Q. We own two apartments in our condominium in New Jersey. We moved in 2005 and were told by the board that our windows needed to be replaced because the building had water issues. The board recommended the company to use. We complied, and the window expense for the first unit totaled $5,400. In 2013 we purchased a second two-bedroom apartment and immediately replaced the windows. This was $3,500, bringing our total expenditure to $8,900.
Now we have a new board. The majority now sees fit to change and update the window requirements. Many owners never complied years ago, and I think it is imperative for this to happen. However, there are those of us who did replace windows at a considerable expense.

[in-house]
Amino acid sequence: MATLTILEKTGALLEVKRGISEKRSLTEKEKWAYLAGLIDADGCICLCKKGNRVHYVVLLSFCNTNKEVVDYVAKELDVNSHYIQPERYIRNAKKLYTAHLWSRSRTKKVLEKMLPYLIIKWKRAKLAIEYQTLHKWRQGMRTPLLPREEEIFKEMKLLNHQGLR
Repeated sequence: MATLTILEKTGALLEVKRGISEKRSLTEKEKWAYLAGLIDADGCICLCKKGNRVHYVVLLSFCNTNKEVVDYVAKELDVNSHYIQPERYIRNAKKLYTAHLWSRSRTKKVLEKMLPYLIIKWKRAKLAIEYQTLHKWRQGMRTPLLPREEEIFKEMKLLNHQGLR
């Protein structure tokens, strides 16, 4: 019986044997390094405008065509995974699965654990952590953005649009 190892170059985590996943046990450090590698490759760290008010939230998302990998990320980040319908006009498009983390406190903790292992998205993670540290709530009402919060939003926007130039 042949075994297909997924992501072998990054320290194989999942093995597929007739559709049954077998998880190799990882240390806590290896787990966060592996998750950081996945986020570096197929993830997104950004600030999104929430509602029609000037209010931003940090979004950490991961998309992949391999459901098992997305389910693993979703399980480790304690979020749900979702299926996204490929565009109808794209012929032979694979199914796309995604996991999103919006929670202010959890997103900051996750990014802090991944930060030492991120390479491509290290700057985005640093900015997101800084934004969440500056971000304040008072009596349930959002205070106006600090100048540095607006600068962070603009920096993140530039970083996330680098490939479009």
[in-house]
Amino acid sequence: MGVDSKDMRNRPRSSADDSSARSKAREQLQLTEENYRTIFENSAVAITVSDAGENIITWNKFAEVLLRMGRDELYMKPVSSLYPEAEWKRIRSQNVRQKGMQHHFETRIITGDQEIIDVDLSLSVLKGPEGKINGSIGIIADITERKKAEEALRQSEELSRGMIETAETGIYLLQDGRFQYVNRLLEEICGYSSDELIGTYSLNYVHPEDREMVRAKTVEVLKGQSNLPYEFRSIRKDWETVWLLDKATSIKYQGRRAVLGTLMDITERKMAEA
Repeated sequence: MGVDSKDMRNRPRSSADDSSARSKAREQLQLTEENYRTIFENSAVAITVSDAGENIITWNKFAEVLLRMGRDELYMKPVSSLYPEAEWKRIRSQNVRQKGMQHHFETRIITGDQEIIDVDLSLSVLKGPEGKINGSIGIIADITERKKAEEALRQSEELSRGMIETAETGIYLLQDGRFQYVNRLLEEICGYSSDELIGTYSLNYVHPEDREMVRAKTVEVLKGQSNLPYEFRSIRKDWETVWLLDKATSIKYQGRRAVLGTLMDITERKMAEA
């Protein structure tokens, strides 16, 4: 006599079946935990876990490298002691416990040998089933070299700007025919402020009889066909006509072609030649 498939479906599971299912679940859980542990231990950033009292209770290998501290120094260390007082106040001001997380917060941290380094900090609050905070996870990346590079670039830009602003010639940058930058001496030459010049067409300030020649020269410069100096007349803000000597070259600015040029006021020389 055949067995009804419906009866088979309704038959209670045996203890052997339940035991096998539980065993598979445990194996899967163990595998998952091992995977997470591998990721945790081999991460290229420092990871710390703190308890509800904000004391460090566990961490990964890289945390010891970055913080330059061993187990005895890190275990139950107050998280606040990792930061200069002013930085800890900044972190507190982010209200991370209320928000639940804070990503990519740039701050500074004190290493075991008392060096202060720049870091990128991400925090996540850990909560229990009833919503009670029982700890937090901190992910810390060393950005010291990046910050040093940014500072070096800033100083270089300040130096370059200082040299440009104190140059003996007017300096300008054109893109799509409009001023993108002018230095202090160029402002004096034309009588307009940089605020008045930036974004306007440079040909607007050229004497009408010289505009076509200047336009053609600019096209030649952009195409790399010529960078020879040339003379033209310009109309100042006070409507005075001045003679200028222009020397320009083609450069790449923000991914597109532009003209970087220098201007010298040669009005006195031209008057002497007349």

I have no water issues, and do not want to incur this expense again. One of the arguments given for the window replacement is to update the look of the building. Also the window model being considered is more costly. I am being threatened with penalties if I do not replace my windows. Our governing documents state that owners are responsible for their windows. I gave this as an argument and was told the bylaws can be changed. Wouldn’t I be grandfathered if this is accomplished? This has become a strain on many of us.
A. “First things first,” says attorney Robert C. Griffin of the firm Griffin Alexander, which has offices in New Jersey and New York. “A review of your governing documents is in order. There is a high degree of likelihood that the answer will lie in the master deed to your association. Since I do not have your master deed, this response by necessity is generic.